Brand storytelling is marketing with punk attitudeAugust 17, 2012
“Don’t write slogans. Write truths!”, had The Clash singer Joe Strummer been quoted on the last weeks NME cover. The same statement is profoundly true for brand storytelling.
But brand storytelling and punk have even more similarities: both have strong and connecting identities inside. Both are committing to designated attitudes and to specific values. Both are writing songs or stories to please their fans. And they both have realized that they need to address individuals not elusive masses.
Brand storytelling is evolving with the new opportunity of corporates to publish their own brand related content through their own digital media channels. This allows companies to address a like minded audience accurate with their content, avoiding the usual spreading loss of classic marketing channels.
In the US brand storytelling is already a buzzword and it now seems to swap over to Europe. And we do have a strong need for storytelling expertise indeed: Whether they realize it or not, many companies don’t have an accurate sense of how they are presenting themselves to the public.
Why you wanna do it?
Jim Signorelli explains in his newly released book “StoryBranding”: “Consumers don’t like being sold a product or service, because they don’t like someone telling them what to think or how to behave. People prefer to arrive at purchase decisions and, ultimately, a sense of brand loyalty on their own. Brand storytelling lets brands connect with customers by creating memorable characters and engaging plots.”
So brand storytelling is a good way to build confidence to like minded individuals, to enthuse your audience and to provoke recommendation. At Co&Co we call this “to be top of heart”.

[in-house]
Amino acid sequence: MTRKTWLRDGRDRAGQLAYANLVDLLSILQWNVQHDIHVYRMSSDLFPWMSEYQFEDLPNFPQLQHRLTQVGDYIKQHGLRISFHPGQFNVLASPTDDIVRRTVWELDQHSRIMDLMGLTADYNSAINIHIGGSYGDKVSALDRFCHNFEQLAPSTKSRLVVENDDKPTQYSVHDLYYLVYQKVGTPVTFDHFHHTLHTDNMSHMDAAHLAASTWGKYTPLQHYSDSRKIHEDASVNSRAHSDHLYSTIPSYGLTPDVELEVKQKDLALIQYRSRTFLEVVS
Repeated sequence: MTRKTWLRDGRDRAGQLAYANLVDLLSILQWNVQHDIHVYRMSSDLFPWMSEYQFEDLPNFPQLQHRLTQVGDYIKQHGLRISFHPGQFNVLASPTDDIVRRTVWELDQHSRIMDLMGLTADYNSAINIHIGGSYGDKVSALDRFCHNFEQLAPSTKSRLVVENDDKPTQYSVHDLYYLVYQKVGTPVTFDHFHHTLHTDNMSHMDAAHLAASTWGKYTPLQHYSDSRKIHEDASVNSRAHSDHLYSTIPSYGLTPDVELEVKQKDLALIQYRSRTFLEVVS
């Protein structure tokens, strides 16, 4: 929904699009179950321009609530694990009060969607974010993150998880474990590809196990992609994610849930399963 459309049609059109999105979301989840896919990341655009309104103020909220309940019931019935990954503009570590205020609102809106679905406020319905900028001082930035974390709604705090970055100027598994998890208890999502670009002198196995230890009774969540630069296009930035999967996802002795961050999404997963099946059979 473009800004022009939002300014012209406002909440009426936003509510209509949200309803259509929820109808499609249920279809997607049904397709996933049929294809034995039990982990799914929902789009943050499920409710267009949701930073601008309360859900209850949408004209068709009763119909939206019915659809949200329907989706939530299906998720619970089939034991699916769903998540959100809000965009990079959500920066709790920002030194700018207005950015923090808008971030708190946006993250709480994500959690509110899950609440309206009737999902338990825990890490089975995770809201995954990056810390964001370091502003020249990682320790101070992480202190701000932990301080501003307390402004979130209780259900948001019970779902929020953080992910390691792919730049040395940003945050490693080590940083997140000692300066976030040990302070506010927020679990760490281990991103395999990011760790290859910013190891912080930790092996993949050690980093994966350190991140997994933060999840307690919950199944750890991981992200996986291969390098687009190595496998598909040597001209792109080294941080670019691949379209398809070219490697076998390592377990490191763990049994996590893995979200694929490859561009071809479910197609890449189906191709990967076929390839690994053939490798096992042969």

And: brand storytelling is more than campaigning. It’s not restricted to a certain period but it’s a continuous task every brand and every product has to master all day.
How you gonna do it?
Levine, Locke, Searls & Weinberger start their cluetrain manifesto with these three points:
1. Markets are conversations
2. Markets consist of human beings, not demographic sectors.
3. Conversations among human beings sound human. They are conducted in a human voice.
But what kind of truths or stories do you finally have to tell in a human voice to human beings? And what kind of conversations shall they provoke?
First you’ll have to tell your past stories: What are your roots? What is your reason to exist? What is your mission? Establish your own myths. These stories are mainly told by a single author, they do have a narrative structure and they are often told linearly.
Second you’ll have to talk about your future stories. The goal of these stories is to anchor your values, your attitude and your principles with current stories related to your brand identity. These stories can have multiple entry points and can be generated in participatory settings together with your fans.
Third thing you can do is to curate brand know-how and brand expertise. These stories are closer to the products than to the brands and they can concern production issues, habit or consistency of materials, research results or advices.
Where you gonna spread it?
The heart of each brand storytelling architecture is an owned digital hub with social satellites to share unique and brand related content. This is what it’s called a content marketing architecture in comparison to a social media architecture where the focus of the marketing activity is located within the social networks themselves.
So brand storytelling is all about telling truths about brands to individuals who believe in the same truths. These truths build the strongest possible links between brands and humans and makes sure that The Clash won’t ever need to ask again: “Should I stay or should I go?”.